A week and a half ago, the China blog of the libertarian communism website libcom.org -- Nao Blog -- published translations of the poetry of Foxconn worker Xu Lizhi, who committed suicide on September 30. As Nao notes, "By translating these poems, we aim to memorialize Xu, share some of his excellent literary work, and spread awareness that the harsh conditions, struggles and aspirations of Chinese migrant workers (including but not limited to Foxconn) have not diminished."
Xinhua reports that 11 Foxconn employees in a plant in Yantai, Shandong province were injured after a drunken brawl on Thursday as part of Mid-Autumn Festival celebrations. More than 300 people reportedly gathered to watch the fight.
Foxconn workers who make the iPhone and other hi-tech products have been in a great number of headlines over the past few years without eliciting change. But when fights between workers and management broke out and paralyzed assembly lines in Zhengzhou last year, Chinese authorities started looking for solutions to the constant disputes. According to the Financial Times:
Has unrest again hit Foxconn? New York-based advocacy group China Labor Watch reports that yesterday at about 1 pm in Zhengzhou, the capital of Henan province, “three to four thousand production workers” went on strike after Foxconn demanded they work holidays and “raised overly strict demands on product quality without providing worker training for the corresponding... Read more »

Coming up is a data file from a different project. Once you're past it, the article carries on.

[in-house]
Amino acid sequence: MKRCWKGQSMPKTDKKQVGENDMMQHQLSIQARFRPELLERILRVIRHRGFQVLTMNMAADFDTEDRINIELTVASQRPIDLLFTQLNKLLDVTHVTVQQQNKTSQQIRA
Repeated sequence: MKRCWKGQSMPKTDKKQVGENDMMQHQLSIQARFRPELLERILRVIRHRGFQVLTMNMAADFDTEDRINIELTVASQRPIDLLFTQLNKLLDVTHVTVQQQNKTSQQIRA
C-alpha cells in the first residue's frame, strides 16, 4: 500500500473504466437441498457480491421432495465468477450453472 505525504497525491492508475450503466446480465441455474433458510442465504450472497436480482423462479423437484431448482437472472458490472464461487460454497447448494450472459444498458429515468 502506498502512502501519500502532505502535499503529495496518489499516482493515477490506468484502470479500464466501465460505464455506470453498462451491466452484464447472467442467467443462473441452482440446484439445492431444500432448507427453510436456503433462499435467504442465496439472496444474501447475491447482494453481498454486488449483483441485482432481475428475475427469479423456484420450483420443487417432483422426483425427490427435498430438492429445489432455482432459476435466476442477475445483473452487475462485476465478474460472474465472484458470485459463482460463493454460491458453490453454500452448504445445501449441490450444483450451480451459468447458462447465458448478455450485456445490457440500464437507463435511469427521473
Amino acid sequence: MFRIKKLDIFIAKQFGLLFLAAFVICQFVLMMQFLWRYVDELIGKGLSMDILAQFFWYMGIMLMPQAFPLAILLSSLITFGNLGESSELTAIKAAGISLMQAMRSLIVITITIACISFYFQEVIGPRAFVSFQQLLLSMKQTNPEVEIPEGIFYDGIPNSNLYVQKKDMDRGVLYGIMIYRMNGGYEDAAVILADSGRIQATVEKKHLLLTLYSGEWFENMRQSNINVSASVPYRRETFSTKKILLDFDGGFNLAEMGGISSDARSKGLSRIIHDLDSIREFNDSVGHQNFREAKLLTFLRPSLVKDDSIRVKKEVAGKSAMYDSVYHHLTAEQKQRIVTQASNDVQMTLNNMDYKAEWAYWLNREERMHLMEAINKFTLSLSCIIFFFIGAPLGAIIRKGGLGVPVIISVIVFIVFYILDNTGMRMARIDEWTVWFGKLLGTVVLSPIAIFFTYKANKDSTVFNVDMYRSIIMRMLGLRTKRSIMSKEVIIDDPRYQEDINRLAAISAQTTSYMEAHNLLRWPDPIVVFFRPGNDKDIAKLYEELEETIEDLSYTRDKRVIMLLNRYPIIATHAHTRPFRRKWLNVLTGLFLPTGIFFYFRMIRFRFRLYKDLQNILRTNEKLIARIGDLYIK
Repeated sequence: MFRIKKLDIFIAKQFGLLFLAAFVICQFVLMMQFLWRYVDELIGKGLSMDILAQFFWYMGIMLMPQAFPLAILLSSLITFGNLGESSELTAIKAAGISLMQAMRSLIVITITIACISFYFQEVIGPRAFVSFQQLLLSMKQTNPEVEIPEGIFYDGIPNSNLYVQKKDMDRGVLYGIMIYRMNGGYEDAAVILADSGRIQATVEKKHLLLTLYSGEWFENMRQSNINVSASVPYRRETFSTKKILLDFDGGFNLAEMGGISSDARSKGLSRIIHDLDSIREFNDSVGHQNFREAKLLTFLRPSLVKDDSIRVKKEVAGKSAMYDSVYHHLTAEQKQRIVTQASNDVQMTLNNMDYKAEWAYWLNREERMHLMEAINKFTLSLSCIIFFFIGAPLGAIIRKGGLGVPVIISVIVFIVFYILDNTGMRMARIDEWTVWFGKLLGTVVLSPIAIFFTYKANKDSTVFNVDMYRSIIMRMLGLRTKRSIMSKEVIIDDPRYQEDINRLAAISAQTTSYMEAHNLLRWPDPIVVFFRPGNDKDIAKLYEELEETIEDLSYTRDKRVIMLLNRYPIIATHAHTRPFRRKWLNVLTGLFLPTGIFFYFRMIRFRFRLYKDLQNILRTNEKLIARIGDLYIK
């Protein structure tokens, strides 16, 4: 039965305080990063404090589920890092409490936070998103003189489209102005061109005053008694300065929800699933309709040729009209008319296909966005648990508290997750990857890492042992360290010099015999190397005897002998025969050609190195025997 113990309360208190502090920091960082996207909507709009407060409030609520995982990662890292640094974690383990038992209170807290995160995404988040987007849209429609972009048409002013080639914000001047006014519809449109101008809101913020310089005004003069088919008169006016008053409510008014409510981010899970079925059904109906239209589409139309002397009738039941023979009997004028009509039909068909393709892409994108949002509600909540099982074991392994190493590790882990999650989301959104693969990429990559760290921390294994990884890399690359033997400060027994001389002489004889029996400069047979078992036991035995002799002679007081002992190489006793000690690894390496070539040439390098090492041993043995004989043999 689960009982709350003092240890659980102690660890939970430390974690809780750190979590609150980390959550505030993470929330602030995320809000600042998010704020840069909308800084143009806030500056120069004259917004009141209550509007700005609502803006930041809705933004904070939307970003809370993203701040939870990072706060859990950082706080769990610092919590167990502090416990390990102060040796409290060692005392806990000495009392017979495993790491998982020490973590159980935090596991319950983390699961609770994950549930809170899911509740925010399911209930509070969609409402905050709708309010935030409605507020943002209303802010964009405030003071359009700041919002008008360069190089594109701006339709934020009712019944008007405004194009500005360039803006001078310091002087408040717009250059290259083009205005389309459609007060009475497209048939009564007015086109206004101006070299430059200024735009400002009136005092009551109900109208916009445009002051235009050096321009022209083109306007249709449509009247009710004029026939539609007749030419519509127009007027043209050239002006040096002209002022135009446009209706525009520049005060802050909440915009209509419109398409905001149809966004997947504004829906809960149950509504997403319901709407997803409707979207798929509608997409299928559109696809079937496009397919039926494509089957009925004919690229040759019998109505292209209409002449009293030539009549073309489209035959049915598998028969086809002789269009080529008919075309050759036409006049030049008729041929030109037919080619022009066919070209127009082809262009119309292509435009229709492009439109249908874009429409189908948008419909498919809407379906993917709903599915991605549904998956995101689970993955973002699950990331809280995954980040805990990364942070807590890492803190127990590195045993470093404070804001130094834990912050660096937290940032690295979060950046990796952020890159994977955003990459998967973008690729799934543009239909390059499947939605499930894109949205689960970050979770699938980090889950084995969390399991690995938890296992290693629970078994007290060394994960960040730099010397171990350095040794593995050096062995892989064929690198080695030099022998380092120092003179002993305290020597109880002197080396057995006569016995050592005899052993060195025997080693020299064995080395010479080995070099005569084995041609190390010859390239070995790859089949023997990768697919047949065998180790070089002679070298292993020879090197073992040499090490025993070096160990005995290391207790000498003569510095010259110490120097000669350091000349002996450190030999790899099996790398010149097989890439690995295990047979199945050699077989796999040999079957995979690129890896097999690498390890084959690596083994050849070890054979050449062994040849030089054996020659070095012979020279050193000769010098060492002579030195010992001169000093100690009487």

In case you've forgotten, The Simpsons is set to begin its 24th season this Sunday, which is an amazing accomplishment no matter much you've complained about its last 15 seasons as being "not what it used to be."
As a preview, the producers have released this short -- viewed 2.7 million times already in four days -- to satirize the good ol' American election process.
When is a riot just a fight with a lot of people? When is a fight with a lot of people a riot? In Chinese factories, where thousands of workers live in close proximity, it can be difficult to tell sometimes — and there is ample risk, from a journalistic standpoint, in using the “R”... Read more »
Picture via Mark Gimein’s post at Bloomberg Businessweek in which he essentially retracts his original review: “Usually, ‘art’ is art and ‘journalism’ is journalism. When the two meet, it’s rarely on the same stage. An exception is the work of monologuist Mike Daisey.” Mike Daisey is not a China expert. This should be abundantly clear, because... Read more »